How is issuing equity a signal for overvalued stock??? Why???

According to the Schweser notes it’s said “Issuing equity is typically viewed as a negative signal that managers believe a firm’s stock is overvalued”.

I do not see any explanation of it. Can anyboby help me?

Here is an (imperfect) example. Would you rather sell a $5 bill for $4 (we will omit $5 bill for $5) or $6? In an IPO or SEO, the firm raises money. If management believes the shares are overvalued, a good time to raise money through equity (for the firm and for current shareholders) is when the market is has overvalued the stock (selling $5 for $6). If the firm issues stock when it is undervalued, they would be giving something away for less than it’s worth (detrimental to original shareholders, selling $5 for $4). In a world where asymmetries exist, many people believe that the issuance of debt/equity is a way to get management-level insight on the firm’s prospects and value.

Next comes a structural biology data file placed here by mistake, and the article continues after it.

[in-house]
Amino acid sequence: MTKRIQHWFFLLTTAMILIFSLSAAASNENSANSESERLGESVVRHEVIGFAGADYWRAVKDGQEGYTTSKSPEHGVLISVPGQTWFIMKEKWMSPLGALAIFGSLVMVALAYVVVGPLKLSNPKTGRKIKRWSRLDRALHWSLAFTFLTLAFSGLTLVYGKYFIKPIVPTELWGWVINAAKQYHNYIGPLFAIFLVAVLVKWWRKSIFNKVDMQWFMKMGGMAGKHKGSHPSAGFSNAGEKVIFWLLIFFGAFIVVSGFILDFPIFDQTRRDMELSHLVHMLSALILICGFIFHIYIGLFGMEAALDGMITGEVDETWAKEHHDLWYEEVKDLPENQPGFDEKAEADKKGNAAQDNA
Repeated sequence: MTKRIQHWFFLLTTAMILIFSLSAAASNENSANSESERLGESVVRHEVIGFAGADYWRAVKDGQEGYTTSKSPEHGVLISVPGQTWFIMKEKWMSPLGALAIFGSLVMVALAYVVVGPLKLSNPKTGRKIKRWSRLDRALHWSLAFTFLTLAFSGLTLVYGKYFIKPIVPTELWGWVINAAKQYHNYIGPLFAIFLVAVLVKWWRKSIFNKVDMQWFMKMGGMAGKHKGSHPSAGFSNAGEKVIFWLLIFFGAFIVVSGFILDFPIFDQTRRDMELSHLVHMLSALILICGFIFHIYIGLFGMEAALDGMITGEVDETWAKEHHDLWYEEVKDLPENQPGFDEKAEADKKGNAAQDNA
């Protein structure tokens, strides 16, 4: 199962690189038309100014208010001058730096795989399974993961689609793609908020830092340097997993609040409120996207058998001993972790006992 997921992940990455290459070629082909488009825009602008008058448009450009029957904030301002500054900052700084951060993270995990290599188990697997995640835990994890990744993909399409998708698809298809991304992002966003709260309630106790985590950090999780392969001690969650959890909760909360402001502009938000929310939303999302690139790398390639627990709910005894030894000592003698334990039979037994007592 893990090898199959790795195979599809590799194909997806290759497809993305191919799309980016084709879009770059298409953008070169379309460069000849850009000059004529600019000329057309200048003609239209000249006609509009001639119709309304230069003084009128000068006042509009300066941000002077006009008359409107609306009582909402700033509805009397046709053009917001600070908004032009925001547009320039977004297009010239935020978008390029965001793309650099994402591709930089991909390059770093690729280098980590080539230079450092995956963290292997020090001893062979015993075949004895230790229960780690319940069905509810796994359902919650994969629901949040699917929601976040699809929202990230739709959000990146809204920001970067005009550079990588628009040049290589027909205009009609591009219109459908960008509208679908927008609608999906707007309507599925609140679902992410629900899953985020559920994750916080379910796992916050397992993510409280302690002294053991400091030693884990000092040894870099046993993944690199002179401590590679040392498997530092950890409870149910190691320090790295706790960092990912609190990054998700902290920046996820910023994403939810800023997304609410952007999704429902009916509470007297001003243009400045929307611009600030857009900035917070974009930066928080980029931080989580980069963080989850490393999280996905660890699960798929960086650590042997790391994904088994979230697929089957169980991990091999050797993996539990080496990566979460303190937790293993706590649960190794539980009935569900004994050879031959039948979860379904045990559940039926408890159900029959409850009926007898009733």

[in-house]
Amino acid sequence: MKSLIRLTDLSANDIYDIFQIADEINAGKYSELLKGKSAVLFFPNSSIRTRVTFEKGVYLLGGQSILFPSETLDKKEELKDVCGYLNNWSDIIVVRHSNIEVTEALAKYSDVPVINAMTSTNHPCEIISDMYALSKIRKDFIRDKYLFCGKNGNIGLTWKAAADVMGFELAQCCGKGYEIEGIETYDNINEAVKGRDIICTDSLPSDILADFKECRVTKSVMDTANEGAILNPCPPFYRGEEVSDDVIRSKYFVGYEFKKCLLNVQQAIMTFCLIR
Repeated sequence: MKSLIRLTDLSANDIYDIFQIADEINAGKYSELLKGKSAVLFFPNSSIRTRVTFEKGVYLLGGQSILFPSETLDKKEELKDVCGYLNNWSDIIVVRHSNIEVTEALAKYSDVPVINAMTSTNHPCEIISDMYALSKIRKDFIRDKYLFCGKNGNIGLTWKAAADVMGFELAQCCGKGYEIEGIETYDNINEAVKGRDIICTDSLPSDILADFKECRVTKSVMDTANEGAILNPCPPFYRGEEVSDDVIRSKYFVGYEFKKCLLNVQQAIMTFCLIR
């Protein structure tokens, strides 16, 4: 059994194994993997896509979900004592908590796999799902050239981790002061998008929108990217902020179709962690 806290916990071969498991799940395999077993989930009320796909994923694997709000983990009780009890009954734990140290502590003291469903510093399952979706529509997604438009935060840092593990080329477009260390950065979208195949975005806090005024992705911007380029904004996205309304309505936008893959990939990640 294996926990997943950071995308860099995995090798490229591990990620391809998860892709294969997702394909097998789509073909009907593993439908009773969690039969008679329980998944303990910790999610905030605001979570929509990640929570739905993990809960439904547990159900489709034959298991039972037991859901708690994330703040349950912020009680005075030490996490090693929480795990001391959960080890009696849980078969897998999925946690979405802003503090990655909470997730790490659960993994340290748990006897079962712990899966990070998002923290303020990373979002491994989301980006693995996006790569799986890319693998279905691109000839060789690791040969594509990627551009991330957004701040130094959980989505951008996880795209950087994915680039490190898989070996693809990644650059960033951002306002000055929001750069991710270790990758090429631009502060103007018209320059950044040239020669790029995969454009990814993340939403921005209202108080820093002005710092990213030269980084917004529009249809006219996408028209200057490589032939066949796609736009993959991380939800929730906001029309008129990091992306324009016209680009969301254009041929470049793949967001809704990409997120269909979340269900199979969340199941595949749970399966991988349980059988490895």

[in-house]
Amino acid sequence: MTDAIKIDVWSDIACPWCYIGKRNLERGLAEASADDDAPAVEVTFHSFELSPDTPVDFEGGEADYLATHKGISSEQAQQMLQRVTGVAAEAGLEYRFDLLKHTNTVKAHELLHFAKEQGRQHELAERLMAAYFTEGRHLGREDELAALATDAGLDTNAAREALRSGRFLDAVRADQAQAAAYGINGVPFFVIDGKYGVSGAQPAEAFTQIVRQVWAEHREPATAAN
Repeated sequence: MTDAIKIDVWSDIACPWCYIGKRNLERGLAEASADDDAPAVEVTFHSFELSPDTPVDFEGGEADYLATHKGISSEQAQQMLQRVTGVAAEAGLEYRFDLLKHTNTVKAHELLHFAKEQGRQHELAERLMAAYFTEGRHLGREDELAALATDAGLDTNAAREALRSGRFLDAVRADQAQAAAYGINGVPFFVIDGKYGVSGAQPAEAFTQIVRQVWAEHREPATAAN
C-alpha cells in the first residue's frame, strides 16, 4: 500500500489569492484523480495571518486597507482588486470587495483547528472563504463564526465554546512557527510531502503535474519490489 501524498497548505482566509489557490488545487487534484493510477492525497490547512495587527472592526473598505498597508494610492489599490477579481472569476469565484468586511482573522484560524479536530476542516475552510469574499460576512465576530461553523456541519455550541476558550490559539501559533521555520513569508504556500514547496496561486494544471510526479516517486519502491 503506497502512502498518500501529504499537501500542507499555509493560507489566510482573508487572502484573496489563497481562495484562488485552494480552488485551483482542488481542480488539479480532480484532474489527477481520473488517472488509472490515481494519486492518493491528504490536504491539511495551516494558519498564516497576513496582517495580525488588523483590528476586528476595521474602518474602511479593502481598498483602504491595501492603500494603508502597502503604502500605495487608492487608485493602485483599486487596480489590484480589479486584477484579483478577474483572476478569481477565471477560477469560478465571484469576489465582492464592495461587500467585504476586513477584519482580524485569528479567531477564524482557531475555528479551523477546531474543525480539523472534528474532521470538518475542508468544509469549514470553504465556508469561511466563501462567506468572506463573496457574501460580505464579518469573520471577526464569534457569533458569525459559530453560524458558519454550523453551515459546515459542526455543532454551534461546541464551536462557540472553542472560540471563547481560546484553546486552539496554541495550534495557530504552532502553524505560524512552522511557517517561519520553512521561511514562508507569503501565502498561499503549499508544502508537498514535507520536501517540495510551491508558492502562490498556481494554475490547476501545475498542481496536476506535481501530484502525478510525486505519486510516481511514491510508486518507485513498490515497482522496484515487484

Now I got it!!!

Thanks a lot.

I didn’t read the above example, but simply, issuing new equity dilutes current shareholder value. Economically, it increases supply of the issue for a given demand driving down the price.

Furthermore, equity financing is more expensive than debt financing. Therefore, to justify issuing new equity, a firm must believe that they’re getting more money than they ought to be getting (thereby reducing the effective financing rate).

By reading this, 3 words accross my mind : Pecking Order Theory


As long as ROE stays at least the same, and above the Ke, then it shouldn’t lower the stock price. Assuming it was fairly priced to begin with.

buy low, sell high = also applies to companies buying/selling their own stocks.